How to Cook Quinoa

By Holly Bieler
Updated on 15. Feb. 2021

Quinoa is the ultimate superfood, rich in protein, fiber and antioxidants. What's more, it's a delicious and super simple grain to cook with, as long as you have the right info. Find out everything you need to know about cooking perfect quinoa below.

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Table of contents

  1. Types of Quinoa
    1. White Quinoa
    2. Black Quinoa
    3. Red Quinoa 
  2. Preparing your Quinoa
  3. How to Cook Quinoa
    1. Quinoa to Water Ratio
    2. How Long to Cook Quinoa
  4. Basic Quinoa Recipe
  5. How to Serve Quinoa

Quinoa (pronounced KEEN-WAH) is pretty much the perfect ingredient. It’s nutritional bona fides are hard to match-- this pseudo-cereal is rich in dietary fiber, cell-protecting antioxidants and powerful minerals like iron and zinc. What’s more, it’s an incredibly potent plant protein, containing all nine of the essential amino acids which comprise protein, which is incredibly rare for a non-animal product. Add to this the fact that quinoa is delicious-- with a nutty flavor that’s like a mixture of brown rice and oatmeal and a unique, slightly couscous-like texture, and it’s obvious why this grain has become an essential home cook staple over the last decade. 

When it comes to cooking quinoa at home, the secret is getting the consistency just right. Perfectly-made quinoa should be slightly creamy but still have some heft to it, soft but slightly crunchy at the same time. And while this ingredient might look more intimidating than traditional Western grains like rice, in reality it’s easy to nail in the kitchen with the right preparation and know-how. 

Types of Quinoa

There are more than 120 known variants of quinoa, but these three are the most common types: white, black and red.

White Quinoa

White quinoa is the most common iteration of this grain, with a subtle flavor and the lightest texture of these three types. It tends to cook up chewier and fluffier than other types of quinoa, and takes less time to cook than others.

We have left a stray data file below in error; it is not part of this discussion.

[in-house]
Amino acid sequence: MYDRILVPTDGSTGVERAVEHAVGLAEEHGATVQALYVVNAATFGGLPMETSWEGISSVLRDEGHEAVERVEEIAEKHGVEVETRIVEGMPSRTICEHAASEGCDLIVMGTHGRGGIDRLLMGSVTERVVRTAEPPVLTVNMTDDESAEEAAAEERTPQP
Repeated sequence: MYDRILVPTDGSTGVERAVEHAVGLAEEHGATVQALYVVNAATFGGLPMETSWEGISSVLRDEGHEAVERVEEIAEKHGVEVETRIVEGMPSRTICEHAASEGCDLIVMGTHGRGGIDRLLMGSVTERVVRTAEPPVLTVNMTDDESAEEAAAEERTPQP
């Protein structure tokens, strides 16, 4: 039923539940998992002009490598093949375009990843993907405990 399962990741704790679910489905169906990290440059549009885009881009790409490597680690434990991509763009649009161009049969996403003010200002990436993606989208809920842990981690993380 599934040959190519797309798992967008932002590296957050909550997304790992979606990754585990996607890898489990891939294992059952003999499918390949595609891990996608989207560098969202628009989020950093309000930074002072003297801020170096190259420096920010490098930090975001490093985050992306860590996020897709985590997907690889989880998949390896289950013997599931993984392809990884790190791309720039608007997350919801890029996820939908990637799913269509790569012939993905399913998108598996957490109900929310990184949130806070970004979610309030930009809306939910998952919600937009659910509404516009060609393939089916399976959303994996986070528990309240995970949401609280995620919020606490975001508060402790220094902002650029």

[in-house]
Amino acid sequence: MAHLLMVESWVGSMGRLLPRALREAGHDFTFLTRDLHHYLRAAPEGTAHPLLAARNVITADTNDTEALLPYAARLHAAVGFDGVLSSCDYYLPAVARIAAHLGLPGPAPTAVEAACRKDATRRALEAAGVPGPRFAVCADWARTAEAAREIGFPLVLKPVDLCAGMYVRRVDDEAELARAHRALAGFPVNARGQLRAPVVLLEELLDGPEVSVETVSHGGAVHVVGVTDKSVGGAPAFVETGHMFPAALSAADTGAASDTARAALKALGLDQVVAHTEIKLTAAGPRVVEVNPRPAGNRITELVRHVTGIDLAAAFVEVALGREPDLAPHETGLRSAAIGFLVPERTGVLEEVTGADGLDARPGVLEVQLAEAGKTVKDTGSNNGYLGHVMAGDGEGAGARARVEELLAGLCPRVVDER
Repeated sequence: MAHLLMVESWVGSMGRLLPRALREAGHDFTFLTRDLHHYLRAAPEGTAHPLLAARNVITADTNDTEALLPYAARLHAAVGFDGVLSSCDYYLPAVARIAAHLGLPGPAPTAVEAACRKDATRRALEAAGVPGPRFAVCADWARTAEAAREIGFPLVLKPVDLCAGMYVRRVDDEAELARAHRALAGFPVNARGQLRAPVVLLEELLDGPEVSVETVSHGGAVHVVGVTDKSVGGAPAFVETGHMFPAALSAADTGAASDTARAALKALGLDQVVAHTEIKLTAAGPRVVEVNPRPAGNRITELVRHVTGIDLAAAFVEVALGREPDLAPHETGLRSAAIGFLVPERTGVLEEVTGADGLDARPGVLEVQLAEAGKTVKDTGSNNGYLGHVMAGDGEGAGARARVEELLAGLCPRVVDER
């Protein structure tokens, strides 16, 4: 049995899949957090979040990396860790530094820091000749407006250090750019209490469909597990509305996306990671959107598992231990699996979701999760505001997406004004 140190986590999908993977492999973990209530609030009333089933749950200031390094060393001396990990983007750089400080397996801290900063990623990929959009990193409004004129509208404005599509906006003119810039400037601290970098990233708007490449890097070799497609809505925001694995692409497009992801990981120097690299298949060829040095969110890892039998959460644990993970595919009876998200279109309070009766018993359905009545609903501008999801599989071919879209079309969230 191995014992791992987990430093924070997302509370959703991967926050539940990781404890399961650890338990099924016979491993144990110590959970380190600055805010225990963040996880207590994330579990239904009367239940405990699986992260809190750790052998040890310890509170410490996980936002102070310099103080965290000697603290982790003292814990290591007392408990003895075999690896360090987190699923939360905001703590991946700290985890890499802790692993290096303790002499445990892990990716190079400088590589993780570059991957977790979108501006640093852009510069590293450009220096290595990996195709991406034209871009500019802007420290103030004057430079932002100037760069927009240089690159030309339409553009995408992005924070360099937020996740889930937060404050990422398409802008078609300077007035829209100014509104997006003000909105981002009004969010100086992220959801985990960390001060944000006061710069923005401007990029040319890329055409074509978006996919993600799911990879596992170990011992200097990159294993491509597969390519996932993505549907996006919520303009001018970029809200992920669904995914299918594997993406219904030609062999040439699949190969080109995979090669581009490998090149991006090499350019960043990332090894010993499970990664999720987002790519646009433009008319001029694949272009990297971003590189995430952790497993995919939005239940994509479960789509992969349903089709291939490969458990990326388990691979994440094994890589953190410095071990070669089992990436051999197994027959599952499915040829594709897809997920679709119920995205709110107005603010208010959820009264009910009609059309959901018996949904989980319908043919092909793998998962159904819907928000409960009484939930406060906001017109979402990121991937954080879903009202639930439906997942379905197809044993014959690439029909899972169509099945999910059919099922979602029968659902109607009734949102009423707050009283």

Black Quinoa

Black quinoa has a harder, crunchier texture than red or white quinoa, with a more distinctly nutty flavor than other types and a subtle sweetness that makes it particularly delicious in non-savory dishes. Black quinoa has the longest cook-time of the three main types.

Red Quinoa 

Red quinoa is like a more intense white quinoa, with a heartier consistency and more pronounced nutty flavor. It tends to keep its shape better than white quinoa, as well, which makes it the preferred option in cold dishes like salads.

Preparing your Quinoa

Quinoa has a natural coating called saponin, which can yield a bitter flavor if it’s not removed prior to cooking. So make sure to give your quinoa a quick rinse before you throw it in the pot-- simply place it in a fine, double-mesh sieve and rinse for a few seconds under the sink until the water runs clear before preparing. Most boxed quinoas will come pre-rinsed, however to be extra safe, it’s always a good idea to give it an extra rinse before cooking.

Before cooking your quinoa, you might also want to toast it slightly. Many chefs rely on this preparation method to enhance the natural nutty flavors of the grain and add some more bite to the finished product. Simply add your drained quinoa to a medium-high saucepan with a little olive oil, and quickly toast each kernel, making sure to mix it slightly so all sides of the grain brown, about 2-5 minutes total depending on how much quinoa you have.